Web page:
Alright. Suppose we are baffled by the phenomenon of space-filling curves, and would like to put our finger on where exactly our intuition went wrong. How is it that something so one-dimensional as the circle can be stretched and deformed into something two-dimensional?

One natural candidate for suspicion may be the map \phi, described in Wikipedia, that does the trick. After all, the image of the circle is only as one-dimensional as \phi makes it. Indeed, we know that an arbitrary map can turn a circle (or line) into almost anything else, from a plane square to a nine-dimensional ball, since all these sets of points have the cardinality of \mathbb{R}, and are thus in bijective correspondence with each other. Therefore, if we are to be legitimately surprised, we must inquire into the nature of \phi: in what sense does it preserve the one-dimensional character of a circle?

Since dimensionality of curves and plane regions sounds like a topological concept, we may start by examining how faithfully \phi preserves the topology of S^1. Continuity is not delicate enough, since continuous maps may turn an arbitrary object into a single point. It’s a bit surprising that one can “build” stuff with continuous maps, instead of just “collapsing” it, but we’d be flabbergasted if the space-filling map \phi turned out to be that most faithful of topological morphisms: a homeomorphism. Our intuitive notion of dimension would be all but chucked out the window.

Fortunately, that isn’t the case. It’s easy to see that \phi isn’t a homeomorphism, simply because it’s quite strongly non-injective. What’s more, it’s impossible for a homeomorphism to turn S^1 into a plane square. This is also kind of unexpected: we can’t map the “thin” space S^1 continuously onto the “fat” space \left[ 0,1 \right]^2 without repeating values — which, intuitively, only “spends” our already very “scarce” domain set.

What happens is that, for a curve to fill up a square without repeating values (ie, without intersecting itself), it would have to dodge itself in ingenious ways. One can imagine that, after filling up half the square, the curve may sort of paint itself into a corner, and after filling up 99%, this will almost surely happen. Theorem 2, below, shows that such a situation would actually occur as soon as the curve filled up any tiny disk, no matter how small. In preparation, we need the simple

Lemma 1. If X,Y are topological spaces, with X compact and Y Hausdorff, and f : X\rightarrow Y is a continuous bijection, then f is a homeomorphism.

Proof. We show that f is a closed map. Being bijective, it will be a homeomorphism. Indeed, if K is a closed subset of X, then K is compact. Therefore, f(K) is compact. Since Y is Hausdorff, f(K) is closed in Y. \Box

Theorem 2. Consider a continuous injective map \phi : S^1 \hookrightarrow \mathbb{R}^2. The image curve, \phi(S^1), has empty interior.

First proof. Since S^1 is compact and \mathbb{R}^2 is Hausdorff, lemma 1 applies: \phi is an immersion, ie a homeomorphism between S^1 and \phi(S^1) in the induced topology.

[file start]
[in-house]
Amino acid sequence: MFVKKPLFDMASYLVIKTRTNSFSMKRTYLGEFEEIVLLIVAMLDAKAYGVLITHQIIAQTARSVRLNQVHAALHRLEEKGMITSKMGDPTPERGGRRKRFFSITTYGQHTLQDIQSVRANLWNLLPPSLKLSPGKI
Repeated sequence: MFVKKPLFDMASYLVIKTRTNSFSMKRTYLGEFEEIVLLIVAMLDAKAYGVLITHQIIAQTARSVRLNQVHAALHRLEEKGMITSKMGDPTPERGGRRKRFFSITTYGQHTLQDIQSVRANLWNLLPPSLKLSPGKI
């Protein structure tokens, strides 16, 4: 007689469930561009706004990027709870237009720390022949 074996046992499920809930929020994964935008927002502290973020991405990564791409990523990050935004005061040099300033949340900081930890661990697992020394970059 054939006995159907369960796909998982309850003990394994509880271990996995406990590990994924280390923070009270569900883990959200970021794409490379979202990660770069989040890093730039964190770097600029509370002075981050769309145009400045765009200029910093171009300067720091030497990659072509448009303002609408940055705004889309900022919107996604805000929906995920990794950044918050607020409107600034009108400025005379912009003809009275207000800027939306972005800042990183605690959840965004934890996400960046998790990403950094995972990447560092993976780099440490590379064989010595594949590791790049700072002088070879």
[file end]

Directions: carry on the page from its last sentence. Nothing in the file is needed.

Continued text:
Suppose \phi(S^1) contains an open disk D_p, centered at p. Let C be a circle inside D_p.

Since C is closed and connected, its inverse image under \phi is either a point, a closed arc, or all of S^1; since C is uncountable, it can’t be a point. This means that, as \phi “traces out” its curve, it can never leave a circle “unfinished”; ie, if \phi touches C, it must trace out the whole of C before moving on. We then have two easy contradictions.

First, by tracing out C, \phi comes back to the point where it started the tracing. If the inverse image of S is an arc \widehat{ab} in S^1, then a and b map to the same starting/ending point in C, which hurts injectivity. On the other hand, if the inverse image is all of S^1, then the image curve is simply C and has empty interior. Either way, we’re done.

Alternatively, let S_1, S_2, S_3 be concentric circles inside D_p, each contained in the next. Suppose we start drawing \phi‘s curve from S_2, and, after tracing out S_2, touch S_1 before touching S_3. Then we’re on the “inside” of S_2 but still missing S_3 from the image. However, by the Jordan curve theorem, we can’t go outside to finish the job. (This proof ending is circular, because the Jordan curve theorem already contains the statement of our theorem. Still, it gives some intuition.) \Box

Second proof. Suppose \phi(S^1) contains the open disk D_p(\epsilon), centered at p, of radius \epsilon > 0. Let C_p(\delta) be the circle of center p and radius \delta > 0. Clearly, D_p(\epsilon) is the disjoint union of all C_p(\delta) with 0 \leq \delta < \epsilon. Since the S_p(\delta) are connected, their inverse images in S^1 must be single points or arcs. The ones which are not points contain open arcs.

Now, there are uncountably many S_p(\delta), and only one of them consists of a single point (\delta=0). Therefore, there are uncountably many pairwise disjoint open sets in S^1. But S^1 is second-countable, a contradiction. \Box

Third proof. Suppose \phi(S^1) contains an open disk. Then one can remove two points from it (and thus from \phi(S^1)) while still keeping it path-connected. This is impossible for S^1. \Box